Apps, Artificial Intelligence, Career, Content, Digital, Education, Marketing, Mobile, Social Media, Storytelling

How to remain relevant in the job market

Reflections on a marketing convention

Photo by Simon Zhu on Unsplash

Who would have thought I will end up thinking about our human condition right in the middle of the marketing conference Digital Branding Analytics Miami 2019 Conference #DBAmiami

Turns out I did!  Didn’t see it coming but it happen right in the middle of Sean Gardner’s presentation on using AI for business.  

When Sean Gardner brilliantly presented some of the most amazing tools available for your business to utilize AI for videos, blogging, creating logos, and influencer search I turned around to look at my friend and colleague Carlos Garrido who happens to be a great content creator and despises the way technology is aiming to substitute humans in  the craft of creation.

I understand and have shared his position, since I, as a content developer, have been affected and have seen the simplification of what used to be a complicated creative processes when editing and generating content for an audience that demands new material on a 24/7 basis.

Lately (for the past 5 years) I’ve been obsessed with the future of work, and what jobs will be left once the machines reach the understanding of that thing I can’t define that makes us humans.

I’ve held the position that Self Realization in Maslow’s hierarchy needs pyramid will be complicated to emulate by machines.  After a lot of consideration trying to understand certain patterns in history, I’ve come to think that the thing that makes us human is intertwined to the fact that we, as sons and daughters of an oscillating universe, also tend to oscillate as a natural reaction to the expected.

Don’t take my word.  Just skim through the pages of any art history book, and see how movements such as Abstract art (that we now consider normal) were born as a reaction to the status quo.  We see it happening in every field you can think of. Punk Rock as a reaction to the commercialization of Rock and Roll, or Grunge Rock to protest against Glam Rock and the heavy metal bands that only produced catchy ballads.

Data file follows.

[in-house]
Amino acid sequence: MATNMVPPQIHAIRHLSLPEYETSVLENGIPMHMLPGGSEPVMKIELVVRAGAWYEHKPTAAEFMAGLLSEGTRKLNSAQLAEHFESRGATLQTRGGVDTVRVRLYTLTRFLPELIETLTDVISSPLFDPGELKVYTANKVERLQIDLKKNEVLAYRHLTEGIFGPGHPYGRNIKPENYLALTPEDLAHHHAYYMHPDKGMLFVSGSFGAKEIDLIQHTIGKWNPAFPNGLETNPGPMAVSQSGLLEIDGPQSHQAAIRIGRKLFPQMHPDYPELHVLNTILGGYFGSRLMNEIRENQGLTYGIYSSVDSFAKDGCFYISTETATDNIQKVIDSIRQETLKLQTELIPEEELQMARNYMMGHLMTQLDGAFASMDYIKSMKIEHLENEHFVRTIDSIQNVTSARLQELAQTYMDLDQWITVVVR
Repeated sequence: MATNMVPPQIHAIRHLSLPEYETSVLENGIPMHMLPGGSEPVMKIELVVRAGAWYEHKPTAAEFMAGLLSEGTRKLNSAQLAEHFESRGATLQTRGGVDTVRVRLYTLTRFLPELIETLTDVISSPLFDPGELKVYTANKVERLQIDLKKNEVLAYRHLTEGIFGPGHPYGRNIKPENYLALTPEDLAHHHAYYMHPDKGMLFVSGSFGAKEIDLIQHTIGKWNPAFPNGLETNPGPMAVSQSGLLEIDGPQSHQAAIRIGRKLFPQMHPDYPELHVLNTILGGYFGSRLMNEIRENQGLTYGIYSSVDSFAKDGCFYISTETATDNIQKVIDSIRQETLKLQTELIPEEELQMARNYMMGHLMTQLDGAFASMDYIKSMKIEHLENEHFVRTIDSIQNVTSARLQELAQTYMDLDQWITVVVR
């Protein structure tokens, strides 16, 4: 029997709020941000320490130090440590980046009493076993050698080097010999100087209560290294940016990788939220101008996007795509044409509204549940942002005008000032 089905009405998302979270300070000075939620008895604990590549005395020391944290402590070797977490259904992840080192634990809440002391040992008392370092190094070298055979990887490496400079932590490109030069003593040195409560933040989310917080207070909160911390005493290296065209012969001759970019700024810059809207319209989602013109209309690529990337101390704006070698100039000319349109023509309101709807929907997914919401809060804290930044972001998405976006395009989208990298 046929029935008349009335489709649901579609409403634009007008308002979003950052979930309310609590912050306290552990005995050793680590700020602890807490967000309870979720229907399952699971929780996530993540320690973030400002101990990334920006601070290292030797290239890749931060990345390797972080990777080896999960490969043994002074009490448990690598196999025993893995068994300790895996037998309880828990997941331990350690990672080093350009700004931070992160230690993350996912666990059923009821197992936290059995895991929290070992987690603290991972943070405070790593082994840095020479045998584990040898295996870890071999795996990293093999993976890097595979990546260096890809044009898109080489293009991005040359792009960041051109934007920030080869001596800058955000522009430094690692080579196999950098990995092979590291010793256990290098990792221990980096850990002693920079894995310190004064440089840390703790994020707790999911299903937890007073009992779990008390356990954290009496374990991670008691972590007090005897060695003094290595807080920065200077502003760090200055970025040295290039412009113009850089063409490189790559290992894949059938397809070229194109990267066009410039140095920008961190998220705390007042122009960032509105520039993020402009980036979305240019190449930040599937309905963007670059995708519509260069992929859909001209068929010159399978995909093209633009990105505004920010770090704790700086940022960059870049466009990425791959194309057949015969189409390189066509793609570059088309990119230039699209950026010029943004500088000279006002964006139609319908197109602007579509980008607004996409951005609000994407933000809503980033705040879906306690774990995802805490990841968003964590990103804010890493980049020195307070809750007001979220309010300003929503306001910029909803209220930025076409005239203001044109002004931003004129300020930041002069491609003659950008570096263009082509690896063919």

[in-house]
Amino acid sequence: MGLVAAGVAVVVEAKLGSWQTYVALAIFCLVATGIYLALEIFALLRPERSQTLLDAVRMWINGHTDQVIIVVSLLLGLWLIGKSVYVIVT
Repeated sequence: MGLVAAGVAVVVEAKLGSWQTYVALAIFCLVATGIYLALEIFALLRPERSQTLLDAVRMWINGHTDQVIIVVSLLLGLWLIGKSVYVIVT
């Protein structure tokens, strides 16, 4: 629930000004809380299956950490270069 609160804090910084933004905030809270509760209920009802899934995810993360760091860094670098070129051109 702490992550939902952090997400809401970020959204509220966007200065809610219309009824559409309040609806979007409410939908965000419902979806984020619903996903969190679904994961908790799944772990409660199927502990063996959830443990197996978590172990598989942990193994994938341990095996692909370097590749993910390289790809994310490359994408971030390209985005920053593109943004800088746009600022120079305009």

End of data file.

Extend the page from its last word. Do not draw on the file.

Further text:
So the fact that tools are learning to normalize beauty, and have succeeded in facilitating and democratizing what used to be complicated processes of editing, creating a logo or writing a blog post doesn’t come as a surprise in a world that is craving for average content that appeals to our basic needs.  While that is the norm, I applaud these tools, and I have to confess I’m excited to jump in the wagon to incorporated them to my daily routines, as long as they don’t detract from my ideas.


What does come as a surprise is to see how the young generation is coming to reject some of these aesthetics.  My eldest daughters who happen to be 13 and 11, can spend hours looking a editing challenges in YouTube in accounts such as Jacksucksatlife, where imperfection not only seems to be the norm, but is also celebrated.

I could have thought this was an isolated pattern but then I ran into an interesting article in The Atlantic titled: The Instagram Aesthetic Is Over, where Taylor Lorenz writes about influencers who “reject the notion of a curated feed in favor of a messier and more unfiltered vibe”

It’s the resistance to the expected, to the trend, giving birth to the rejection that produces that oscillation or nonconformity that characterizes us as humans.

It is not state secret, so It’s just a matter of time until AI picks up on this oscillation, and strikes the perfect balance between perfection and chaos.  Quantum computing might bring computation solutions that we won’t even understand, and I don’t even want to start philosophizing on its capabilities because I fear that I might be starting a discussion on  sentient robots, and I don’t want to enter Isaac Asimov’s territory. Not yet.

Meanwhile, as I mentioned in my blog post on the Future of work, as I was paraphrasing author Ellen Shell: It’s not about solving the problem is about knowing what problems to solve.

This phrase made all the sense in the world, when Sean Gardner, keynote speaker, Forbes #1 Social Media Power Influencer, Digital Marketer spoke about the opportunities currently available to explore a career as an Artificial Intelligence Ethicist.

Later, in an exchange with Mr Gardner, he encouraged me to continuing to follow AI trends closely.  He wrote: “The more you know about AI (trends, coming jobs, etc) the more you will be able to jump on the opportunities that will open up in the next decade”.

Again, the key to remain relevant is not just to solve problems, but know what problems to solve.

STATUS: The key to remain relevant is to remain curious.

Sean Gardner on using AI for Business at the Digital Branding Analytics Miami 2019 #DBAMiami:


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